The concomitant administration of ergotamine or derivatives of ergotamine (including methysergide) or any triptan/5-hydroxytryptamine1 (5-HT1) receptor agonist with sumatriptan is contraindicated. (see section 4.5)

Concurrent administration of monoamine oxidase inhibitors and sumatriptan is contraindicated.

Imigran Injection must not be used within two weeks of discontinuation of therapy with monoamine oxidase inhibitors.

4.4 Special warnings and precautions for use

Warnings: Imigran should only be used where there is a clear diagnosis of migraine or cluster headache.

Sumatriptan is not indicated for use in the management of hemiplegic, basilar or opthalmoplegic migraine.

The needle shield of the pre-filled syringe may contain dry natural latex rubber that has the potential to cause allergic reactions in latex sensitive individuals.

Imigran Injection should not be given intravenously because of its potential to cause vasospasm. The vasospasm may result in arrhythmias, ischaemic ECG changes or myocardial infarction.

Before treating with sumatriptan, care should be taken to exclude potentially serious neurological conditions (e.g. CVA, TIA) if the patient presents with atypical symptoms or if they have not received an appropriate diagnosis for sumatriptan use.

Following administration, sumatriptan can be associated with transient symptoms including chest pain and tightness which may be intense and involve the throat (see section 4.8). Where such symptoms are thought to indicate ischaemic heart disease, no further doses of sumatriptan should be given and appropriate evaluation should be carried out.

Sumatriptan should not be given to patients with risk factors for ischaemic heart disease, including those patients who are heavy smokers or users of nicotine substitution therapies, without prior cardiovascular evaluation (see section 4.3). Special consideration should be given to postmenopausal women and males over 40 with these risk factors. These evaluations however, may not identify every patient who has cardiac disease and, in very rare cases, serious cardiac events have occurred in patients without underlying cardiovascular disease.

If the patient experiences symptoms which are severe or persistent or are consistent with angina, further doses should not be taken until appropriate investigations have been carried out to check for the possibility of ischaemic changes.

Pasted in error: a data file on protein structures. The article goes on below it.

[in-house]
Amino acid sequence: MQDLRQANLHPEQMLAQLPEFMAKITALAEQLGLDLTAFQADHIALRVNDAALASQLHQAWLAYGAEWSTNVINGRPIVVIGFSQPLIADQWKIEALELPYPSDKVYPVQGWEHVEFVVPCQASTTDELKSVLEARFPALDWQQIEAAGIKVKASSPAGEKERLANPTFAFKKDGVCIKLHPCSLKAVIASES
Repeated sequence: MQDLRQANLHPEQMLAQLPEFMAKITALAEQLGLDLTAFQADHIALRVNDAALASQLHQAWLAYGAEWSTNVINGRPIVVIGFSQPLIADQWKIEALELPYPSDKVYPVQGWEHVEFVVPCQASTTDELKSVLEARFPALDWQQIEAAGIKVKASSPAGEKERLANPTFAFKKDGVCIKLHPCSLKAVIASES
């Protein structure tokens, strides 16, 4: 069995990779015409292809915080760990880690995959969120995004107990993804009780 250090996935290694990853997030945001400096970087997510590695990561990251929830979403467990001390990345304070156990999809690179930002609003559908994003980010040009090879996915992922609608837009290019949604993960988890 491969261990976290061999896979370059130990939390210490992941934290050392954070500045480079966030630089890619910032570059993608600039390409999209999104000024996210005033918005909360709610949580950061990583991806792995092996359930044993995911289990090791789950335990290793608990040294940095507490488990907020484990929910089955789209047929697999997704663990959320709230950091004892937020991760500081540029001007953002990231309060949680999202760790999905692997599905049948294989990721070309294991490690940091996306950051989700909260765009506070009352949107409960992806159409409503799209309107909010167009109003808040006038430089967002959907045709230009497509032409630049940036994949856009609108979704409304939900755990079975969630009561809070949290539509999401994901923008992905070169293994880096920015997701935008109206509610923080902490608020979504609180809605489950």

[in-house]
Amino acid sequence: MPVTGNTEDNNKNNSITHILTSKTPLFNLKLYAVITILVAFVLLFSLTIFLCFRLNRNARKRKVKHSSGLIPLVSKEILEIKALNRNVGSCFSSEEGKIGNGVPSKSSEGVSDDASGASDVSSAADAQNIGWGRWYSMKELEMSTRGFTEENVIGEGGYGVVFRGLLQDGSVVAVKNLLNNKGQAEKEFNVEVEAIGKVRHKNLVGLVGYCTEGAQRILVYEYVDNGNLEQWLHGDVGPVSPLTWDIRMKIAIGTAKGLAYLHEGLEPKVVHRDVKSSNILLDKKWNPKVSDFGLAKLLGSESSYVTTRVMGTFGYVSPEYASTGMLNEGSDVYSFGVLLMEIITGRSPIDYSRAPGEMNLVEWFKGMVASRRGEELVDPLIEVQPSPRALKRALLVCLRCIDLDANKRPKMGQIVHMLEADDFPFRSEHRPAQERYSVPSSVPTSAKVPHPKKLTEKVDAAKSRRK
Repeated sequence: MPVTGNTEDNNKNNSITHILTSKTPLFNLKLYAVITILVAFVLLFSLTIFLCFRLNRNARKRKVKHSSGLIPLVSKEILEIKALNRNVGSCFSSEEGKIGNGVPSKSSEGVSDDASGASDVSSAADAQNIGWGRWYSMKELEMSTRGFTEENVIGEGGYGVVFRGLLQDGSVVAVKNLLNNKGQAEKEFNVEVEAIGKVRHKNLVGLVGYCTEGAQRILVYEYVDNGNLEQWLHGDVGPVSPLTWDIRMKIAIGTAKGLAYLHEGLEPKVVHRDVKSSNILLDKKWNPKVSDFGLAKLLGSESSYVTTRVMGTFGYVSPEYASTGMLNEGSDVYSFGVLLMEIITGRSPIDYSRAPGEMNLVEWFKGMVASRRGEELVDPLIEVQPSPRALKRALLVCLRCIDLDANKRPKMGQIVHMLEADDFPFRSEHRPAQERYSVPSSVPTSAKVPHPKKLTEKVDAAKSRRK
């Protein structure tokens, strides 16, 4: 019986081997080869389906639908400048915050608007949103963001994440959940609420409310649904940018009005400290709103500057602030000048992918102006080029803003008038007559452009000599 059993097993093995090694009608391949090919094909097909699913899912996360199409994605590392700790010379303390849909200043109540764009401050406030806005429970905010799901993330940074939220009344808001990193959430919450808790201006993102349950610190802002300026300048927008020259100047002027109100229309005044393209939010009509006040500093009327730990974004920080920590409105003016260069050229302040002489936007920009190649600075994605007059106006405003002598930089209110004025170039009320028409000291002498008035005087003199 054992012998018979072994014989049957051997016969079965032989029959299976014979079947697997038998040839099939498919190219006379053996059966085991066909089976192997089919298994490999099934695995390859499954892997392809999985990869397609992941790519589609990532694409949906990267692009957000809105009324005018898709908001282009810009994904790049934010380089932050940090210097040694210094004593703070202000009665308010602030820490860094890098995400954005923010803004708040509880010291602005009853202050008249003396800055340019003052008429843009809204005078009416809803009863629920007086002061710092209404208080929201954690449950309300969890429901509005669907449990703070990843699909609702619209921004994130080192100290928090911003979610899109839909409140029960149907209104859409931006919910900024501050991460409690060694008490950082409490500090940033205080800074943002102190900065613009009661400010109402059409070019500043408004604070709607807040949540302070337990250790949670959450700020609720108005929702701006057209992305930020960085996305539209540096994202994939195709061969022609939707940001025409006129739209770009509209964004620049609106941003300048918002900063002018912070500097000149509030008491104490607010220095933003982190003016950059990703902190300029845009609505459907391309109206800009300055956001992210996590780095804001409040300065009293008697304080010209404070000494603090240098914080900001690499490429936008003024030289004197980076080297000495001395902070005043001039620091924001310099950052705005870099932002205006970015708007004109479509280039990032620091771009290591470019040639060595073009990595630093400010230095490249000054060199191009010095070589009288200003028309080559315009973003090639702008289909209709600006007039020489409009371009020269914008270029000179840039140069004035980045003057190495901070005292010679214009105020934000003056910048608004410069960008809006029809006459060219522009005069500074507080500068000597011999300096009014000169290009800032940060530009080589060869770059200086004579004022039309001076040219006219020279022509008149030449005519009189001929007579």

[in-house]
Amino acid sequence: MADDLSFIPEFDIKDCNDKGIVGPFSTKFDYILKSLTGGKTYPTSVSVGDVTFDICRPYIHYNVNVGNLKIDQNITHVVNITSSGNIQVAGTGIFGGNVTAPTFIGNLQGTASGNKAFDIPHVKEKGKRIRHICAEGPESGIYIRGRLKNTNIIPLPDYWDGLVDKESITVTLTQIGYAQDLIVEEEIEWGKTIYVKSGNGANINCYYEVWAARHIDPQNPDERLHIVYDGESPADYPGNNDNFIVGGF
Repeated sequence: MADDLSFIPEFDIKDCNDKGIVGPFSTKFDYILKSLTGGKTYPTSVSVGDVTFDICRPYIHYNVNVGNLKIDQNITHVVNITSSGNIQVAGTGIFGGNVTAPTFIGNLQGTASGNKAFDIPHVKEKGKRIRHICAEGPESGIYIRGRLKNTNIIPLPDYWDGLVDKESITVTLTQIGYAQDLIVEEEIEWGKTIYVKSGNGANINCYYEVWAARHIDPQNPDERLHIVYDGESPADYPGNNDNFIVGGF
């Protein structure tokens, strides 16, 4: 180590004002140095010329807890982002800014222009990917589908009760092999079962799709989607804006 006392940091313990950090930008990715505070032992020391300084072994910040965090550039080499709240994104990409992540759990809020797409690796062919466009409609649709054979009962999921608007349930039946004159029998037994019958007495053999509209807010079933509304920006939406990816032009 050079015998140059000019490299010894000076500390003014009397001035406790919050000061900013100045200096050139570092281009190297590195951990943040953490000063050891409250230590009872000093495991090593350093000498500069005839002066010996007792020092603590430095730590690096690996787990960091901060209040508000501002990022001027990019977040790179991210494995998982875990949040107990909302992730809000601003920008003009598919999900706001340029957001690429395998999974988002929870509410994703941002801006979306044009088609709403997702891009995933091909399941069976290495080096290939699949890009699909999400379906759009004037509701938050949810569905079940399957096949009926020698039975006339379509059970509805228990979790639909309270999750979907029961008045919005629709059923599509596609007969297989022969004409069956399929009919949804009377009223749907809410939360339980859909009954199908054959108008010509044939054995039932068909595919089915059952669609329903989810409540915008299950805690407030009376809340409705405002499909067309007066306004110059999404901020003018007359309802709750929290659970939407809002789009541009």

Sumatriptan should be administered with caution to patients with mild controlled hypertension, since transient increases in blood pressure and peripheral vascular resistance have been observed in a small proportion of patients (see section 4.3).

There have been rare post-marketing reports describing patients with serotonin syndrome (including altered mental status, autonomic instability and neuromuscular abnormalities) following the use of a selective serotonin reuptake inhibitor (SSRI) and sumatriptan. Serotonin syndrome has been reported following concomitant treatment with triptans and serotonin noradrenaline reuptake inhibitors (SNRIs).

If concomitant treatment with sumatriptan and an SSRI/SNRI is clinically warranted, appropriate observation of the patient is advised (see section 4.5)

Sumatriptan should be administered with caution to patients with conditions which may affect significantly the absorption, metabolism or excretion of the drug e.g. impaired hepatic (Child Pugh grade A or B; see section 5.2) or renal function (see section 5.2).

Sumatriptan should be used with caution in patients with a history of seizures or other risk factors which lower the seizure threshold, as seizures have been reported in association with sumatriptan (see section 4.8).

Patients with known hypersensitivity to sulphonamides may exhibit an allergic reaction following administration of Sumatriptan. Reactions may range from cutaneous hypersensitivity to anaphylaxis. Evidence of cross-sensitivity is limited, however, caution should be exercised before using sumatriptan in these patients.

Undesirable effects may be more common during concomitant use of triptans and herbal preparations containing St John's Wort (Hypericum perforatum).